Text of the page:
Thursday, 28 February 2008

13 Great Works of Art (Plus One!)


I've been to museums in the US, of course, but nothing prepares you for the constant presence of ART in Italy. In addition to spending entire days in the Uffizi and the Galeria dell'Accademia in Firenze, a simple walk reveals wonders, in most any town. Almost every piazza or random street has some small artistic jewel hidden away in it, if you just look. (Not to mention the art of some of the architecture in the historic centers.) Here's an example, taken from a random street in my city:

I could do a Thursday Thirteen about art in Reggio Emilia, I think (and I just may, sometime).

This is a list of works of art I've had the great fortune to admire up-close-and-personal, as it were. (The photos of the statues are mostly mine, by the way.)

A particular favorite artist of mine is Caravaggio. These should show you why...

The Sacrifice of Isaac, Uffizi Gallery, Firenze, Italy.

The Head of Medusa (painted on a shield), Uffizi Gallery, Firenze, Italy.

Then, just outside the Uffizi in Firenze, you find these pieces - on display in the Piazza della Signoria.

Giambologna's Hercules beating the Centaur Nessus (1599)

Menelaus supporting the body of Patroclus

The Fountain of Neptune, designed by Bartolomeo Amminnati.

The next two are Perseus with the head of Medusa, by Benvenuto Cellini.

The Rape of Polyxena, by Pio Fedi (1865) - It is worth noting that "Rape" in this context refers
to the original meaning of the word, "Rapine -To Kidnap".

The same goes for the following artwork, The Rape of the Sabine Women.

I must confess that I don't know what this next piece is's found in Parma, Italy, near the city hall.

The Venus of Urbino, by Tiziano Vecellio (aka Titian), found in the Uffizi, Firenze.

Bottecelli's Primavera

Botticelli's The Birth of Venus

And, standing in for the eye candy this week is the Grandaddy of 'em all, who of course needs no introduction...

Oh, who am I kidding? Here's the eye candy...

Luca Argentero - actor

What can I say? He's vaguely reminiscent of the David, isn't he?

Happy Thursday Thirteen!


mere said...

I'd say that last picture is an incredibly hot I meanapt comparison!

Picturing of Life said...

What an great art lists.

Will you visit mine :D Thanks

Gina Ardito said...

All beautiful works of art--especially that last one. I'm gonna bookmark this for inspiration. Thanks for a moving tribute! :-)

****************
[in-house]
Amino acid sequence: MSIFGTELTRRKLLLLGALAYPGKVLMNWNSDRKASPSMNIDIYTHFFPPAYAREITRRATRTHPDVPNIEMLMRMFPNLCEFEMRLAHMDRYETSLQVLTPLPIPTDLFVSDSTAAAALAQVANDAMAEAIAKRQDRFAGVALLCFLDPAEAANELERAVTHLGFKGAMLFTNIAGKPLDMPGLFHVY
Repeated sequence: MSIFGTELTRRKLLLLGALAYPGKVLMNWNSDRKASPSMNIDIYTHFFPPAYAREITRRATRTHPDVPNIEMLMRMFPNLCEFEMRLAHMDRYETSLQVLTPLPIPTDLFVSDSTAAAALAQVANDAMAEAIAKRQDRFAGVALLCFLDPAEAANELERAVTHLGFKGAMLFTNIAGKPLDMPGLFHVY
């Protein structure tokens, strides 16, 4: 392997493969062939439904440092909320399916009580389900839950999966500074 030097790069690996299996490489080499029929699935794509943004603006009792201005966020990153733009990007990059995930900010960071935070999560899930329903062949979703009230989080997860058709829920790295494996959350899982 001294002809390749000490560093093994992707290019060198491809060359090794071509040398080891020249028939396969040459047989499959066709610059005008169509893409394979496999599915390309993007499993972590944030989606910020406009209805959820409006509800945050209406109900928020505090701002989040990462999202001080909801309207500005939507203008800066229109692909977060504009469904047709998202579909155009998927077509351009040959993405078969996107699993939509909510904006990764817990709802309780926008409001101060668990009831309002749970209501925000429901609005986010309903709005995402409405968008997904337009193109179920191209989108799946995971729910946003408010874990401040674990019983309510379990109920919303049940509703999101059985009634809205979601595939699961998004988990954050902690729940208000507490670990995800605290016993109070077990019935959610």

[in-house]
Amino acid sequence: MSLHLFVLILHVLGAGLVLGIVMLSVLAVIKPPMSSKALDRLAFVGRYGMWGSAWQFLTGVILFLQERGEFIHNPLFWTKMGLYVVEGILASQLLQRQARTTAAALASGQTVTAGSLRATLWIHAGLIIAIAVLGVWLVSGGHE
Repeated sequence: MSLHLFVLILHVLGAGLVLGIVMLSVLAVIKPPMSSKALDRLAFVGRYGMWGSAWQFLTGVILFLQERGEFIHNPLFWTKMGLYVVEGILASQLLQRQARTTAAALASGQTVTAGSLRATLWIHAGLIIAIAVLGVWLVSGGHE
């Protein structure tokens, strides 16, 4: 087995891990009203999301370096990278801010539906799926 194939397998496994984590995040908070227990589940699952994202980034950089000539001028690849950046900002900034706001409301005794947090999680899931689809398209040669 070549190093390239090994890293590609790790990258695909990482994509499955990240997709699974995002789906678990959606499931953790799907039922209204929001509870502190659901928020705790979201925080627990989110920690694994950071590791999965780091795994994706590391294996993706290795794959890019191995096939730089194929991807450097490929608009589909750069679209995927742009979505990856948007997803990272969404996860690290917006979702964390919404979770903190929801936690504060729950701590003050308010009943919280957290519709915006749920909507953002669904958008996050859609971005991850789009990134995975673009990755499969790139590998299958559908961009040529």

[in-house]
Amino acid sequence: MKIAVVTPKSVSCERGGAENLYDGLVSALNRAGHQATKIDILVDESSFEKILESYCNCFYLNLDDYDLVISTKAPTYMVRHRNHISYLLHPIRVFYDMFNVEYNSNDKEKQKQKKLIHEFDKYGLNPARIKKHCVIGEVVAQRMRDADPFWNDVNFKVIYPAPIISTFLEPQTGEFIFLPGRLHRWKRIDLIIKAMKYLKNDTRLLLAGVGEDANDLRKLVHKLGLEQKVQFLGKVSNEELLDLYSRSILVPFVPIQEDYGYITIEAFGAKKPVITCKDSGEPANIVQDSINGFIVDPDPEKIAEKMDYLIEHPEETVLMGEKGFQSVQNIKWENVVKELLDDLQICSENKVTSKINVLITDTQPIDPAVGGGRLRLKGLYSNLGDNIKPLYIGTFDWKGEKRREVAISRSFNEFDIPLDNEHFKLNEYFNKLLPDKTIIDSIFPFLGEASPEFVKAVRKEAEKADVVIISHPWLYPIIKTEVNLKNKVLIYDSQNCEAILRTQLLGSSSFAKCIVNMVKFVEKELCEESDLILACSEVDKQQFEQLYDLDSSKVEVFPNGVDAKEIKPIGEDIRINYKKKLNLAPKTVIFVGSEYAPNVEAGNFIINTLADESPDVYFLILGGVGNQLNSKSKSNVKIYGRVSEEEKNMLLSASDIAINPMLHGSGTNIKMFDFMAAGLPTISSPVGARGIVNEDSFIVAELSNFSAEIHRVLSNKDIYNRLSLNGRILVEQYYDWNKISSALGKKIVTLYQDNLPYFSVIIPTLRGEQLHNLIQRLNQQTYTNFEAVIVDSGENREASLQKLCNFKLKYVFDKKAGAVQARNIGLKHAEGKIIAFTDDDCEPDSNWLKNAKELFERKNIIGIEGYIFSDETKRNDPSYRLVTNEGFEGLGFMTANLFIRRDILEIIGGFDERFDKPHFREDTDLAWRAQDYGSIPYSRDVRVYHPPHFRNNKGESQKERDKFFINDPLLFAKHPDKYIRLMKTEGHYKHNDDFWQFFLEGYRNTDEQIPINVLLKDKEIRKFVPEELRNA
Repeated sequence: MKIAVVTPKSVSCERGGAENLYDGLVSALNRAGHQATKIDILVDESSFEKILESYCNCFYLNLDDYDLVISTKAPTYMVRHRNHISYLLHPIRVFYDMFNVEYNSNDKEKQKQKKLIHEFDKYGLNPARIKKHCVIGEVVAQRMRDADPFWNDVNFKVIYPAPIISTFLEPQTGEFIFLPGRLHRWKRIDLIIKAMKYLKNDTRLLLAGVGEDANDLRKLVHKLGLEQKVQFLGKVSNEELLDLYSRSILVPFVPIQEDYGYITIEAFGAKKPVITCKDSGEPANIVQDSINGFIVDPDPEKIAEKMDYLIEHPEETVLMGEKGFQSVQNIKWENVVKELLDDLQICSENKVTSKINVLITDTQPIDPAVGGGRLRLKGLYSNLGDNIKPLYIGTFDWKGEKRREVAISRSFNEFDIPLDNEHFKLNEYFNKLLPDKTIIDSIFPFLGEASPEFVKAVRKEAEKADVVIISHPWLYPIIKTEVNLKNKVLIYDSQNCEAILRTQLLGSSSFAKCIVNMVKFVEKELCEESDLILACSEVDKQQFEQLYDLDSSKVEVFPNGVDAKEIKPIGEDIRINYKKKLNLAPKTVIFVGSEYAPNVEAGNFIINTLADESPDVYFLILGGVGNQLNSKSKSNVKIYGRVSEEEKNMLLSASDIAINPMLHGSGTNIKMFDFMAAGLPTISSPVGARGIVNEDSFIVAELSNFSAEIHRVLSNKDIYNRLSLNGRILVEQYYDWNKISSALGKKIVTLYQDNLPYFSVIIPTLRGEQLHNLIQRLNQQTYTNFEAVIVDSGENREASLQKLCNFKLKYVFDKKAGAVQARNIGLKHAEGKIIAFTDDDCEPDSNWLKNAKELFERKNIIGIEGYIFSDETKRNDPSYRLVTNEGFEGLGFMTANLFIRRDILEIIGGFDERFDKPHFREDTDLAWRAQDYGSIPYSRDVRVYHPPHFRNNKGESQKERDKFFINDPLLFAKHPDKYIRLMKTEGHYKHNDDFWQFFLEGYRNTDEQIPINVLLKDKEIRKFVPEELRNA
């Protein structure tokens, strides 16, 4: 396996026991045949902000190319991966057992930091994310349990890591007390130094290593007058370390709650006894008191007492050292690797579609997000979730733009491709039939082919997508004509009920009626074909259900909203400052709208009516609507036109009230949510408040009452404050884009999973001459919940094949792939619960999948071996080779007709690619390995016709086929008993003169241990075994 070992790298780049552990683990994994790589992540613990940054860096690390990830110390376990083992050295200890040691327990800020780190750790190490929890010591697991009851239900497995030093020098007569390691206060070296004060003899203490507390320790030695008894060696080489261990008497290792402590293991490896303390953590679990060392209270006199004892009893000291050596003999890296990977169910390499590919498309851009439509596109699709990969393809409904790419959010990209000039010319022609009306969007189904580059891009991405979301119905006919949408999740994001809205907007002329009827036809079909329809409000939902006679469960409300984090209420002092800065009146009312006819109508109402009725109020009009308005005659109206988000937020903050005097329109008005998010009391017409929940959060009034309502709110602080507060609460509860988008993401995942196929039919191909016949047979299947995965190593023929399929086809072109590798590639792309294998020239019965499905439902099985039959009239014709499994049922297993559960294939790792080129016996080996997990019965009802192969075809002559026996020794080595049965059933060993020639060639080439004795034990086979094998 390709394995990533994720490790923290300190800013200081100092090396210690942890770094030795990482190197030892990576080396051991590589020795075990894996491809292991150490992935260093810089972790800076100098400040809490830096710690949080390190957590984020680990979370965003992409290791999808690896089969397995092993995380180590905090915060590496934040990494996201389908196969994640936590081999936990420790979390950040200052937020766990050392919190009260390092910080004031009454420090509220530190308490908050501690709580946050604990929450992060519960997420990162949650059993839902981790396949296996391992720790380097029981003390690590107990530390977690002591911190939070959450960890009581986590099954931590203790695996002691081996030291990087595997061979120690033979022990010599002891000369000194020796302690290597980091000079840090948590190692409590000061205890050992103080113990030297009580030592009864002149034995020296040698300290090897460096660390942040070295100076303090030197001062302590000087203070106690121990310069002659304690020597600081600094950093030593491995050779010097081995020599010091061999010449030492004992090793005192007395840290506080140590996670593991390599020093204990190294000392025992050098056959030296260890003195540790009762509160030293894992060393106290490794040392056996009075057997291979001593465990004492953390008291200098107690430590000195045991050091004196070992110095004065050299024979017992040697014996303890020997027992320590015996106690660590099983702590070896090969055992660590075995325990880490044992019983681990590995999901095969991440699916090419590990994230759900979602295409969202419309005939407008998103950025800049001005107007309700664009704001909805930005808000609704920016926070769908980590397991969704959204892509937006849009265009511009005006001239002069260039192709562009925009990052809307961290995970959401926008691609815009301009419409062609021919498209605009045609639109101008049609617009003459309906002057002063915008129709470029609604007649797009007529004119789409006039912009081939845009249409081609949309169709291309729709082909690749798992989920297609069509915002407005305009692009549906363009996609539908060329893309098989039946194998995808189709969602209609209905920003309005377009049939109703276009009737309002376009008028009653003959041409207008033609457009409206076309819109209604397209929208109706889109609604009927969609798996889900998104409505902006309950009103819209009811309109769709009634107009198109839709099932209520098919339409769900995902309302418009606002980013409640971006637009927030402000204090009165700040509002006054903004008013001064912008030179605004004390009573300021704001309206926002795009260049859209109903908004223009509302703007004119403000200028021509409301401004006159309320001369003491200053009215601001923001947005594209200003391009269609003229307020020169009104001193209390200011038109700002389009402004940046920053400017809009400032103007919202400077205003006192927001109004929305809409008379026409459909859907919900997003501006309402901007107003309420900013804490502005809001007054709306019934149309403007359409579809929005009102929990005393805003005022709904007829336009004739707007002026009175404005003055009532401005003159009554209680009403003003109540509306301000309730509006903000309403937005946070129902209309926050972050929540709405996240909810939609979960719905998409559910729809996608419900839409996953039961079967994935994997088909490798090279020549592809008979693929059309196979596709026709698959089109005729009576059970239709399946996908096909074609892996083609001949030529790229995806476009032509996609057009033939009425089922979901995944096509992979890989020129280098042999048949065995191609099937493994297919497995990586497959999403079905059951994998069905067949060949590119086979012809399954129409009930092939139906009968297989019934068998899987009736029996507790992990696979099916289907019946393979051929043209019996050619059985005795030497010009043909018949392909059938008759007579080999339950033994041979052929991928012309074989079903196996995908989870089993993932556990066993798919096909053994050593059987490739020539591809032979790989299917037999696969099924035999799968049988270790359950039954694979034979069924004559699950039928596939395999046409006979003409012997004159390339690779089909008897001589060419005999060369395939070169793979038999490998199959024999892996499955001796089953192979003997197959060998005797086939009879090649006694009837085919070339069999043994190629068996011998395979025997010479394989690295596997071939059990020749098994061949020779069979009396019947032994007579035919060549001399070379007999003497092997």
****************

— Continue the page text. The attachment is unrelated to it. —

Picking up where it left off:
Hootin' Anni said...

I love this. Altho I'm wondering. the sculptor for the last one really DOES know his stuff, doesn't HE. LOL

If you haven't stopped by my T-13 yet, I have made thirteen new headers for everyone who wants them...just click on 'em and save 'em for yourself if you'd like!! Happy Thursday.

Tempest Knight said...

I simply adore the statues. Wonderful pieces of art and human beauty! I especially liked the last one. My thanks for his parents in such wonderful job. ;)

Rhonda Stapleton said...

BEAUTIFUL! These are stunning works of art (and the last one made me giggle--ROFL!)

R.G. ALEXANDER said...

I LOVE the Venus of Urbino! Very nice TT :)

Debbie Mumford said...

Wonderful post!! Absolutely stunning...and I totally agree with mere's comment about that last picture *giggle*

Jennifer McKenzie said...

I've seen pictures of many of those, but how cool that you've seen them in person.
And I think David has a better build. LOL.

Kaige said...

Thanks for sharing! Some gorgeous works of art there. 'Fraid I have to agree with Jen -- even without the tan line, David's physique is nicer. :)

Happy TT!

Alice Audrey said...

It was all eye candy this week - great works or not.

Paige Tyler said...

Beautiful! All of them! LOL! And it so brings back memories of art history class!


My TT is at

Shelley Munro said...

Amazing art, and like the others, I thought the last one pretty good, too ;)

Heather said...

Beautiful works of art - I've long been partial to Bottecelli.

Gwen Mitchell said...

Ah! I'm so glad you did this to go with last weeks! Birth of Venus is one of my all-time favorites. Lovely. Grazie!


Nicholas said...

Wonderful statues. It's amazing that anyone could carve anything as lifelike as those out of stone. And it's nice to see that in Italy there are no prudes who want to cover up the naughty bits!

Ms Menozzi said...

In response to Nicholas - once upon a time, there was a group that went around putting drapes and "pants" on those very same statues.

Savonarola, in 1494, called for the covering of "immodest" paintings and statues, and even the burning of books, cosmetics, mirrors, "lewd images" and much more. The paintings destroyed are said to have included works by Botticelli and Michelangelo Buonarroti. This was called "The Bonfire of the Vanities".

The burnings were held in the center of Piazza della Signoria, where these statues in my post are found, today.

Savonarola himself was executed in the exact same spot in 1498, along with Fra Silvestro and Fra Domenico da Pescia.

AJ Chase said...

The first picture of the building is amazing. Man. That's really gorgeous. Art is something I never really understand, not with the subtlety that my profs wanted me to. The only class I ever got a B in was art history. I was furious because it brought down my average, LOL.